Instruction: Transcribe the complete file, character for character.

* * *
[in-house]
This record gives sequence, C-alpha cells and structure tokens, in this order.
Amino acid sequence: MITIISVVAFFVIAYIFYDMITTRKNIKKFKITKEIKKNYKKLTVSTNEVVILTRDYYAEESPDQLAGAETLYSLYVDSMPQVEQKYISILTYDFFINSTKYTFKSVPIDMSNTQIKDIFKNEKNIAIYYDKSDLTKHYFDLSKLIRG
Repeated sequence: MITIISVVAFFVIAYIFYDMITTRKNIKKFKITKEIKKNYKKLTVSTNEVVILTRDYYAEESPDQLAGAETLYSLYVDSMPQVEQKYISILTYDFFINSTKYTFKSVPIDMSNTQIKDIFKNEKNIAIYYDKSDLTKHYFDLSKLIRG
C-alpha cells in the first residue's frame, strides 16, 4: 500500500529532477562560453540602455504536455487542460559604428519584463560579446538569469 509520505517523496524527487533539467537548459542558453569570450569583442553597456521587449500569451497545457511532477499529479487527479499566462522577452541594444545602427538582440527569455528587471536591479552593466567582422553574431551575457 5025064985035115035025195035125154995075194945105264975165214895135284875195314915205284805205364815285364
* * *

[in-house]
This record gives sequence, C-alpha cells and structure tokens, in this order.
Amino acid sequence: MITIISVVAFFVIAYIFYDMITTRKNIKKFKITKEIKKNYKKLTVSTNEVVILTRDYYAEESPDQLAGAETLYSLYVDSMPQVEQKYISILTYDFFINSTKYTFKSVPIDMSNTQIKDIFKNEKNIAIYYDKSDLTKHYFDLSKLIRG
Repeated sequence: MITIISVVAFFVIAYIFYDMITTRKNIKKFKITKEIKKNYKKLTVSTNEVVILTRDYYAEESPDQLAGAETLYSLYVDSMPQVEQKYISILTYDFFINSTKYTFKSVPIDMSNTQIKDIFKNEKNIAIYYDKSDLTKHYFDLSKLIRG
C-alpha cells in the first residue's frame, strides 16, 4: 500500500529532477562560453540602455504536455487542460559604428519584463560579446538569469 509520505517523496524527487533539467537548459542558453569570450569583442553597456521587449500569451497545457511532477499529479487527479499566462522577452541594444545602427538582440527569455528587471536591479552593466567582422553574431551575457 5025064985035115035025195035125154995075194945105264975165214895135284875195314915205284805205364815285364